In practice, the delivered exposure dose (fluence) needs to be controlled to within about 40% absolute. Both short-term and long-term output stability, including solarization of spectral filters or windows, are considerations affecting dosimetry. If the source output is stable (e.g., less than 10% variation of UV irradiance) after a short warmup period, over the duration of one treatment (typically tens of minutes), then a timer type of device to control delivered dose based on a measured irradiance is appropriate. If the output is unstable, an integrating dosimeter is required. The ideal system would be stable, might require the user to point the output onto a detector which measured irradiance appropriately, then enter the desired dose in J/cm2.
Of course other areas of the skin such as the nails could also be treated as described above.
The invention may be embodied in other specific forms without departing from the spirit or essential characteristics thereof. The present embodiments are therefore to be considered in all respects as illustrative and not restrictive, the scope of the invention being indicated by the appended claims rather than by the foregoing description, and all changes which come within the meaning and range of equivalency of the claims are therefore intended to be embraced therein.
|Patente citada||Fecha de presentación||Fecha de publicación||Solicitante||Título|
|US2034388 *||2 May 1932||17 Mar 1936||Cemach Alexander||Appliance for the treatment of the larynx with ultra-violet rays|
|US2397757 *||30 May 1944||2 Abr 1946||Schwedersky Herve||Hairbrush|
|US3261978 *||27 May 1963||19 Jul 1966||Henry S Brenman||Dental cleaning apparatus|
|US3712984 *||15 Mar 1971||23 Ene 1973||Canrad Precision Ind Inc||Instrument for transmitting ultraviolet radiation to a limited area|
|US4161050 *||26 Jun 1978||17 Jul 1979||Kao Soap Co., Ltd.||Hair brush|
|US4385344 *||29 Ago 1980||24 May 1983||Dentsply Research & Development Corp.||Visible light apparatus for curing photo-curable compositions|
|US4475261 *||26 Abr 1983||9 Oct 1984||Kao Corporation||Hairbrush|
|US4558700 *||23 Dic 1982||17 Dic 1985||Mutzhas Maximilian F||UV Radiation device for phototherapy of dermatoses, especially psoriasis|
|US4915474 *||29 Nov 1988||10 Abr 1990||Heraeus Quarzschmelze Gmbh||Transmission line for optical radiation and applications thereof|
|US4948215 *||10 Ago 1989||14 Ago 1990||Joshua Friedman||Dental light-curing lamp unit with interchangeable autofocus light guides|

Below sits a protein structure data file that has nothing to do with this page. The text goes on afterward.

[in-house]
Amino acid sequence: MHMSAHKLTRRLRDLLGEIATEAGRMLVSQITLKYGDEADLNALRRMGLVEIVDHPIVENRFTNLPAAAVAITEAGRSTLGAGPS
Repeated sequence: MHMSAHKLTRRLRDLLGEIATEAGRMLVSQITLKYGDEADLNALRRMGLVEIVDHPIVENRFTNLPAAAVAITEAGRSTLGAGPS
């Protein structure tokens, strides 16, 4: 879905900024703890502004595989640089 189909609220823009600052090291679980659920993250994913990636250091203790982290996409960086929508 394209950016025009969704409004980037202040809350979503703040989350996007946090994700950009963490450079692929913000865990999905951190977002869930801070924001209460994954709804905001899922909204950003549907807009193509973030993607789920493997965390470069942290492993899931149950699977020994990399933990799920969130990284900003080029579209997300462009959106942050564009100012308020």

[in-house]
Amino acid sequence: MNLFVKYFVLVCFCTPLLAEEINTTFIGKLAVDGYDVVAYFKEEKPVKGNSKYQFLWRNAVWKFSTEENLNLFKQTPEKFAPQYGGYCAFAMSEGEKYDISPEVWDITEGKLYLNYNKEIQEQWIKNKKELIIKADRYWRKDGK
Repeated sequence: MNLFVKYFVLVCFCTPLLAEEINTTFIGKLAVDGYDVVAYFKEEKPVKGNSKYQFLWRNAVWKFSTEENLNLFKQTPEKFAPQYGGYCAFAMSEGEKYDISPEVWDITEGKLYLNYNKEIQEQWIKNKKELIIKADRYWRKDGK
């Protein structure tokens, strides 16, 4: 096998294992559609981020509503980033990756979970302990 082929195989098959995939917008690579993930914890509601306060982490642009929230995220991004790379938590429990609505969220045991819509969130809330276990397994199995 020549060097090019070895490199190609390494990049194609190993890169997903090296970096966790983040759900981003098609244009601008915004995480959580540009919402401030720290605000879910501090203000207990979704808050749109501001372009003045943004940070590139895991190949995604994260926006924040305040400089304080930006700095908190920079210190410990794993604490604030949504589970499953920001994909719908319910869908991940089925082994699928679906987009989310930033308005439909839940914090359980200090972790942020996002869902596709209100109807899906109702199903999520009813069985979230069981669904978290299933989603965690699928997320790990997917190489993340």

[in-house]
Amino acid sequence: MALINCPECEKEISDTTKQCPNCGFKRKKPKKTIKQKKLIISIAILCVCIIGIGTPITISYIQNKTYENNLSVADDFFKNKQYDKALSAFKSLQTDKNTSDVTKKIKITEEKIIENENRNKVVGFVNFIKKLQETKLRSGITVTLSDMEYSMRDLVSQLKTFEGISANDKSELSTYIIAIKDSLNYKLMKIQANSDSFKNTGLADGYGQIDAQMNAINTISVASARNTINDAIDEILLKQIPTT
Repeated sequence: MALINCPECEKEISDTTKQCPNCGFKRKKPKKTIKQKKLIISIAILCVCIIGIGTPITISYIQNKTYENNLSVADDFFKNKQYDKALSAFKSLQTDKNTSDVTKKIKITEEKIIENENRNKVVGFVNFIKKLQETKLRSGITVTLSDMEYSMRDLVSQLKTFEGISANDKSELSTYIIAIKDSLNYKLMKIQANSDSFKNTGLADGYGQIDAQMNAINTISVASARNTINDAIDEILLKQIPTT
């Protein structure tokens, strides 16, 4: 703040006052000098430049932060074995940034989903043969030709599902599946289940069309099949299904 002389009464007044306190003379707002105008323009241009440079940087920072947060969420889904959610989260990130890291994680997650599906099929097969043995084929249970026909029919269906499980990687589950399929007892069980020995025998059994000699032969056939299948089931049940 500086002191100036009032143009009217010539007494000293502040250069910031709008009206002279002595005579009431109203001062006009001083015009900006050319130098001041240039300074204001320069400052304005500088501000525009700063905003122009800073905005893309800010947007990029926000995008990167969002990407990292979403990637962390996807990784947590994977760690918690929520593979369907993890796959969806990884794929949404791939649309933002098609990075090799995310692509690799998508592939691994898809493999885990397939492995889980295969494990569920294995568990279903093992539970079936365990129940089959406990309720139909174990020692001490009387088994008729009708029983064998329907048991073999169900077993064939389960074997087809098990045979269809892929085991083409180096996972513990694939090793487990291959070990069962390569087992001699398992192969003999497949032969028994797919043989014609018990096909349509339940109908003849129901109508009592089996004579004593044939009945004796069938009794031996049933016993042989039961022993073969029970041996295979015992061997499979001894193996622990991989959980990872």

|US5216176 *||21 Dic 1990||1 Jun 1993||Lehigh University||7-alkoxycoumarins, dihydropsoralens, and benzodipyranones as photo-activated therapeutic agents and inhibitors of epidermal growth factor|
|DE3336939A1 *||11 Oct 1983||25 Abr 1985||Gerhard Saalmann||Bestrahlungsgeraet|
|DE3419464A1 *||24 May 1984||5 Dic 1985||Maria Hirsch||Device for the irradiation of surfaces of the human or animal body|
|GB2034462A *||Título no disponible|
|Patente citante||Fecha de presentación||Fecha de publicación||Solicitante||Título|
|US5358503 *||25 Ene 1994||25 Oct 1994||Bertwell Dale E||Photo-thermal therapeutic device and method|
|US5505726 *||21 Mar 1994||9 Abr 1996||Dusa Pharmaceuticals, Inc.||Article of manufacture for the photodynamic therapy of dermal lesion|
|US5616140 *||21 Mar 1994||1 Abr 1997||Prescott; Marvin||Method and apparatus for therapeutic laser treatment|
|US5620478 *||7 Jun 1995||15 Abr 1997||Esc Medical Systems Ltd.||Method and apparatus for therapeutic electromagnetic treatment|
|US5814039 *||26 Ago 1996||29 Sep 1998||Prescott; Marvin A.||Laser catheter|
|US5885275 *||15 Ene 1998||23 Mar 1999||Diomed, Inc.||Medical spacing guide|
|US5987351 *||6 Oct 1997||16 Nov 1999||Non-Invasive Technology, Inc.||Optical coupler for in vivo examination of biological tissue|
|US5989245 *||31 Mar 1997||23 Nov 1999||Prescott; Marvin A.||Method and apparatus for therapeutic laser treatment|
|US6053180 *||12 May 1999||25 Abr 2000||China Pacific Trade Ltd.||UV comb|
|US6135117 *||7 May 1998||24 Oct 2000||Cornell Research Foundation, Inc.||Non-ocular circadian clock resetting in humans|
|US6156028 *||18 Feb 1998||5 Dic 2000||Prescott; Marvin A.||Method and apparatus for therapeutic laser treatment of wounds|
|US6187029||2 Mar 1999||13 Feb 2001||Physician's Technology, Llc||Photo-thermal treatment device|
|US6205677 *||25 Jun 1999||27 Mar 2001||Shinheung Engineering Co., Ltd.||Halogen hair dryer|
|US6413268||11 Ago 2000||2 Jul 2002||Raymond A. Hartman||Apparatus and method for targeted UV phototherapy of skin disorders|
|US6436127||8 Oct 1998||20 Ago 2002||The General Hospital Corporation||Phototherapy methods and systems|
|US6454791||6 Jul 2000||24 Sep 2002||Marvin A. Prescott||Laser therapy for foot conditions|
|US6508813||12 Mar 1999||21 Ene 2003||Palomar Medical Technologies, Inc.||System for electromagnetic radiation dermatology and head for use therewith|
|US6511475||9 Ago 2000||28 Ene 2003||The General Hospital Corporation||Heads for dermatology treatment|
|US6514243||17 Feb 2000||4 Feb 2003||Lumenis Ltd.||Method and apparatus for electromagnetic treatment of the skin, including hair depilation|
|US6517532||28 Dic 1999||11 Feb 2003||Palomar Medical Technologies, Inc.||Light energy delivery head|
|US6605080||26 Mar 1999||12 Ago 2003||The General Hospital Corporation||Method and apparatus for the selective targeting of lipid-rich tissues|
|US6618614||8 Sep 1998||9 Sep 2003||Non-Invasive Technology, Inc.||Optical examination device, system and method|
|US6641599||26 Oct 2001||4 Nov 2003||D & K Unlimited, Inc.||Systems of therapeutic treatment|